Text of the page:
Gene expression data from spleen, cervical spinal cord, and thalamic regions of ME7-inoculated mouse
ABSTRACT: An essential and remarkable process of the biochemical and physiological features in prion diseases is the conversion of a host-encoded prion protein (PrPC) into a misfolded isoform (PrPSc). The conversion of PrPC and the replication of prions, in cases of peripheral infection, occur following the uptake and subsequent spread of prions to brain via spinal cord. We investigated the changes of gene expression profiles in the spleen, cervical spinal cord and thalamus following intraperitoneal inoculation of ME7 scrapie prion and the inter-tissue alterations of the differentially expressed genes through Venn diagram to find genes which are commonly influenced by ME7 scrapie prion spread in the three tissues. Overall design: C57BL/6 mice were divided into two experimental groups; C: Control, ME7: intraperitoneally ME7-inoculated. At the terminal stage (270 ± 8 days after the clinical signs are evident) of ME7 scrapie prion disease total RNA was isolated from three tissue regions of two experimental group (2 experimental group × 3 tissue samples of each experimental group × 2 mice = total 12 samples).
Project description:Interspecies transmission of prions is a well-established phenomenon, both experimentally and under field conditions. Upon passage through new hosts, prion strains have proven their capacity to change their properties and this is a source of strain diversity which needs to be considered when assessing the potential risks associated with consumption of prion contaminated protein sources. Rabbits were considered for decades to be a prion resistant species until proven otherwise recently. To determine the extent of rabbit susceptibility to prions and to assess the effects of passage of different prion strains through this species a transgenic mouse model overexpressing rabbit PrPC was developed (TgRab). Intracerebral challenges with prion strains originating from a variety of species including field isolates (ovine SSBP/1 scrapie, Nor98- scrapie; cattle BSE, BSE-L and cervid CWD), experimental murine strains (ME7 and RML) and experimentally obtained ruminant (sheepBSE) and rabbit (de novo NZW) strains were performed. On first passage TgRab were susceptible to the majority of prions (Cattle BSE, SheepBSE, BSE-L, de novo NZW, ME7 and RML) tested with the exception of SSBP/1 scrapie, CWD and Nor98 scrapie. Furthermore, TgRab were capable of propagating strain-specific features such as differences in incubation periods, histological brain lesions, abnormal prion (PrPd) deposition profiles and proteinase-K (PK) resistant western blotting band patterns. Our results confirm previous studies proving that rabbits are not resistant to prion infection and show for the first time that rabbits are susceptible to PrPd originating in a number of other species. This should be taken into account when choosing protein sources to feed rabbits.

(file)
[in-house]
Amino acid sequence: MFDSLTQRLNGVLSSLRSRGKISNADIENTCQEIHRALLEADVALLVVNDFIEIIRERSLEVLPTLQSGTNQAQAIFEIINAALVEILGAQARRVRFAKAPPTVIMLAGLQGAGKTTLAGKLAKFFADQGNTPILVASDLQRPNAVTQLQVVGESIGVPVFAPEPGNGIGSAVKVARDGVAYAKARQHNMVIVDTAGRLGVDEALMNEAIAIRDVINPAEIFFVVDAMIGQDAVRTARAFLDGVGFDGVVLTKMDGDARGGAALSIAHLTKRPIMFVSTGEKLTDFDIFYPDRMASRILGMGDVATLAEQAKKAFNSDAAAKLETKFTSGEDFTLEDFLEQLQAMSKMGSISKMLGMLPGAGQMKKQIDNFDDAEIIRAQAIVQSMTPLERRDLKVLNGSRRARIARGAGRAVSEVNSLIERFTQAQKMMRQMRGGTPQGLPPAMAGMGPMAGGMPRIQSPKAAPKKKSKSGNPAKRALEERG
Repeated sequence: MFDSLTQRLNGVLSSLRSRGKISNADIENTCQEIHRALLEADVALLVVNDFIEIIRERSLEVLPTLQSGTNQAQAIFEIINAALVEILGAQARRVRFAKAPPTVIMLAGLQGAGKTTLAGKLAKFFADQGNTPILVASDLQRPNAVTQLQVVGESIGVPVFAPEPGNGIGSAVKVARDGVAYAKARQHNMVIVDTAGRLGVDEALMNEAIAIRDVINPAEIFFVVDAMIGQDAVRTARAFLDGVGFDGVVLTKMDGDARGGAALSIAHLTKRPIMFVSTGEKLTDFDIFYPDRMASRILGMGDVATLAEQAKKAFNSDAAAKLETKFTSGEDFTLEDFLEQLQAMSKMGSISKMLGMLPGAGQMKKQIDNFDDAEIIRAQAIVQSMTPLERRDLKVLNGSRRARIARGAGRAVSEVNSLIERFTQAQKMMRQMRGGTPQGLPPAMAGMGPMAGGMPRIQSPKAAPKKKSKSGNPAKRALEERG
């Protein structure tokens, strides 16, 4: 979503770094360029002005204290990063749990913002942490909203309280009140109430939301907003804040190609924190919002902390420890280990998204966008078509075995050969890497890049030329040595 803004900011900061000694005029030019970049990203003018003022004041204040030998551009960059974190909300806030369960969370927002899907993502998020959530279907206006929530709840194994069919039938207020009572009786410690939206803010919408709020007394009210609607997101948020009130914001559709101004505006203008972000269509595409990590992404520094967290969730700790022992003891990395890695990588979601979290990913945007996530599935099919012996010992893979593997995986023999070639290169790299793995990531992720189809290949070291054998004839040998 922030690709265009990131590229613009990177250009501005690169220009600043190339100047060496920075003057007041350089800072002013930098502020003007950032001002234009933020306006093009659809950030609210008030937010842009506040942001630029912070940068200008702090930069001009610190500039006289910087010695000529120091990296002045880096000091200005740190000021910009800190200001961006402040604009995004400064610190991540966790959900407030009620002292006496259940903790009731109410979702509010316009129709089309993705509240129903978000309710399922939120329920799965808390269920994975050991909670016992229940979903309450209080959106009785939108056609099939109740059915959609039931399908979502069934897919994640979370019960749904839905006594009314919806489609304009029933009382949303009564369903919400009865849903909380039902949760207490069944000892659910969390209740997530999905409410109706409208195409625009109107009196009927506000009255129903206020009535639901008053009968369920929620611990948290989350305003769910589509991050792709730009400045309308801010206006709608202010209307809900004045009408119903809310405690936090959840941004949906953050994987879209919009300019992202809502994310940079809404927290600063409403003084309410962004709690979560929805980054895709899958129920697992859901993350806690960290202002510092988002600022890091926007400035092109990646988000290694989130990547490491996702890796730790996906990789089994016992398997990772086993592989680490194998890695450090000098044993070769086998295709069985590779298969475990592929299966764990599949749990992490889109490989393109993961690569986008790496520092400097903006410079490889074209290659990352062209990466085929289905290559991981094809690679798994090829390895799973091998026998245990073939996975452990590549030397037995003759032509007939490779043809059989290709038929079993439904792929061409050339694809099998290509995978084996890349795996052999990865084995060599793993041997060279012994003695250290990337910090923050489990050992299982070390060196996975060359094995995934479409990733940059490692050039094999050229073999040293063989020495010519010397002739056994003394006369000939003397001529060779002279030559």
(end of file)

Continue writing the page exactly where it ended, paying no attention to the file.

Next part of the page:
Project description:Prion diseases are progressive and fatal, neurodegenerative disorders described in humans and animals. According to the "protein-only" hypothesis, the normal host-encoded prion protein (PrPC) is converted into a pathological and infectious form (PrPSc) in these diseases. Transgenic knockout models have shown that PrPC is a prerequisite for the development of prion disease. In Norwegian dairy goats, a mutation (Ter) in the prion protein gene (PRNP) effectively blocks PrPC synthesis. We inoculated 12 goats (4 PRNP+/+, 4 PRNP+/Ter, and 4 PRNPTer/Ter) intracerebrally with goat scrapie prions. The mean incubation time until clinical signs of prion disease was 601 days post-inoculation (dpi) in PRNP+/+ goats and 773 dpi in PRNP+/Ter goats. PrPSc and vacuolation were similarly distributed in the central nervous system (CNS) of both groups and observed in all brain regions and segments of the spinal cord. Generally, accumulation of PrPSc was limited in peripheral organs, but all PRNP+/+ goats and 1 of 4 PRNP+/Ter goats were positive in head lymph nodes. The four PRNPTer/Ter goats remained healthy, without clinical signs of prion disease, and were euthanized 1260 dpi. As expected, no accumulation of PrPSc was observed in the CNS or peripheral tissues of this group, as assessed by immunohistochemistry, enzyme immunoassay, and real-time quaking-induced conversion. Our study shows for the first time that animals devoid of PrPC due to a natural mutation do not propagate prions and are resistant to scrapie. Clinical onset of disease is delayed in heterozygous goats expressing about 50% of PrPC levels.